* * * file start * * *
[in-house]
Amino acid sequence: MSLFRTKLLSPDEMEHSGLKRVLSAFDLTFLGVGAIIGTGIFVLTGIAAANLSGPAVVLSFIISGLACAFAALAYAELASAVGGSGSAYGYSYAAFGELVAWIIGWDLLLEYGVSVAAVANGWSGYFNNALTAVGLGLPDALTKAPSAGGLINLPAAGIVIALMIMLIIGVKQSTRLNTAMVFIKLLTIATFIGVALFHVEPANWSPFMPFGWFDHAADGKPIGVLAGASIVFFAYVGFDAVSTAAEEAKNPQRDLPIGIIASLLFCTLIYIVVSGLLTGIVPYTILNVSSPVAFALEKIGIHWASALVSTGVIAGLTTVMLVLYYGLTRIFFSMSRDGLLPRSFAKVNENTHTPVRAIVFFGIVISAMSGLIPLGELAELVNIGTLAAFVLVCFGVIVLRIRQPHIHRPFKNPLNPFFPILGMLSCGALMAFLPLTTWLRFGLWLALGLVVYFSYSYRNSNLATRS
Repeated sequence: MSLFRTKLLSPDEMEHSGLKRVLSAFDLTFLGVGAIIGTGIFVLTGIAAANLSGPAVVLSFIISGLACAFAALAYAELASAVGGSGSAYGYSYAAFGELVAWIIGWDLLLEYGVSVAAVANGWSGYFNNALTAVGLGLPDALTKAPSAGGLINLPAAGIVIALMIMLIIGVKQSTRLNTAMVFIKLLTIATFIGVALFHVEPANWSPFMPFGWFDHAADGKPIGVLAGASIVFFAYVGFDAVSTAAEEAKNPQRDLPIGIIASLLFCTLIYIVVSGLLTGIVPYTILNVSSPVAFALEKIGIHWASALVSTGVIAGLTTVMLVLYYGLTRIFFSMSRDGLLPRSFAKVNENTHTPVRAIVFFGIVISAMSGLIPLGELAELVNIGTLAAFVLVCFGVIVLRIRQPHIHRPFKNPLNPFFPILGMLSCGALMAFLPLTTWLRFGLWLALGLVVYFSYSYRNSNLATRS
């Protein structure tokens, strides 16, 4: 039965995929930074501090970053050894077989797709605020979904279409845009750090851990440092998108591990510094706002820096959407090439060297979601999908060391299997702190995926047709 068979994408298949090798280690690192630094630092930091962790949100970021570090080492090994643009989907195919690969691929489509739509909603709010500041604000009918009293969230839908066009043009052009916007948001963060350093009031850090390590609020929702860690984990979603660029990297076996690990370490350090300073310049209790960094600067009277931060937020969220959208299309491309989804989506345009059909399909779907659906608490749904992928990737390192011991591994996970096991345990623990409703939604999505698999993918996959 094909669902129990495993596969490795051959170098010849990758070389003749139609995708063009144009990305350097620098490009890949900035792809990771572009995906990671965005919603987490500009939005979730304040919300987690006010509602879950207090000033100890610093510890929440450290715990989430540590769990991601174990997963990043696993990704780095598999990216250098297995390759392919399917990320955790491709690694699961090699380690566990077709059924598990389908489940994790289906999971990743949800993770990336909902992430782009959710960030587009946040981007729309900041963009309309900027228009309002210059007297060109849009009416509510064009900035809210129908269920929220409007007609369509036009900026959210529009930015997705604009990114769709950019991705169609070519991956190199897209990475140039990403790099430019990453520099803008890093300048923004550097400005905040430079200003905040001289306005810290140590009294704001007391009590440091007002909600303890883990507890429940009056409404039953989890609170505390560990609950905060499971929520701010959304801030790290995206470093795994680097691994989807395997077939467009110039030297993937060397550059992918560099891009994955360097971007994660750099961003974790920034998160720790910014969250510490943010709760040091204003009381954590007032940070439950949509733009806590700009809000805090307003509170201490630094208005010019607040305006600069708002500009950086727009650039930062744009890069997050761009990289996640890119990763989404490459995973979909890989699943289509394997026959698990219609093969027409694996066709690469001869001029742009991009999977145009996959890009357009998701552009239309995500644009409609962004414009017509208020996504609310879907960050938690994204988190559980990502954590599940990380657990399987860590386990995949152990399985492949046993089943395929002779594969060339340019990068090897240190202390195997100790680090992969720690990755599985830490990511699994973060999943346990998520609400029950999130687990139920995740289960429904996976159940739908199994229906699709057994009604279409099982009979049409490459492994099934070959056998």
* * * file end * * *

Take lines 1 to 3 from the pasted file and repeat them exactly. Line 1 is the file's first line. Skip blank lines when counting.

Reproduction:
[in-house]
Amino acid sequence: MSLFRTKLLSPDEMEHSGLKRVLSAFDLTFLGVGAIIGTGIFVLTGIAAANLSGPAVVLSFIISGLACAFAALAYAELASAVGGSGSAYGYSYAAFGELVAWIIGWDLLLEYGVSVAAVANGWSGYFNNALTAVGLGLPDALTKAPSAGGLINLPAAGIVIALMIMLIIGVKQSTRLNTAMVFIKLLTIATFIGVALFHVEPANWSPFMPFGWFDHAADGKPIGVLAGASIVFFAYVGFDAVSTAAEEAKNPQRDLPIGIIASLLFCTLIYIVVSGLLTGIVPYTILNVSSPVAFALEKIGIHWASALVSTGVIAGLTTVMLVLYYGLTRIFFSMSRDGLLPRSFAKVNENTHTPVRAIVFFGIVISAMSGLIPLGELAELVNIGTLAAFVLVCFGVIVLRIRQPHIHRPFKNPLNPFFPILGMLSCGALMAFLPLTTWLRFGLWLALGLVVYFSYSYRNSNLATRS
Repeated sequence: MSLFRTKLLSPDEMEHSGLKRVLSAFDLTFLGVGAIIGTGIFVLTGIAAANLSGPAVVLSFIISGLACAFAALAYAELASAVGGSGSAYGYSYAAFGELVAWIIGWDLLLEYGVSVAAVANGWSGYFNNALTAVGLGLPDALTKAPSAGGLINLPAAGIVIALMIMLIIGVKQSTRLNTAMVFIKLLTIATFIGVALFHVEPANWSPFMPFGWFDHAADGKPIGVLAGASIVFFAYVGFDAVSTAAEEAKNPQRDLPIGIIASLLFCTLIYIVVSGLLTGIVPYTILNVSSPVAFALEKIGIHWASALVSTGVIAGLTTVMLVLYYGLTRIFFSMSRDGLLPRSFAKVNENTHTPVRAIVFFGIVISAMSGLIPLGELAELVNIGTLAAFVLVCFGVIVLRIRQPHIHRPFKNPLNPFFPILGMLSCGALMAFLPLTTWLRFGLWLALGLVVYFSYSYRNSNLATRS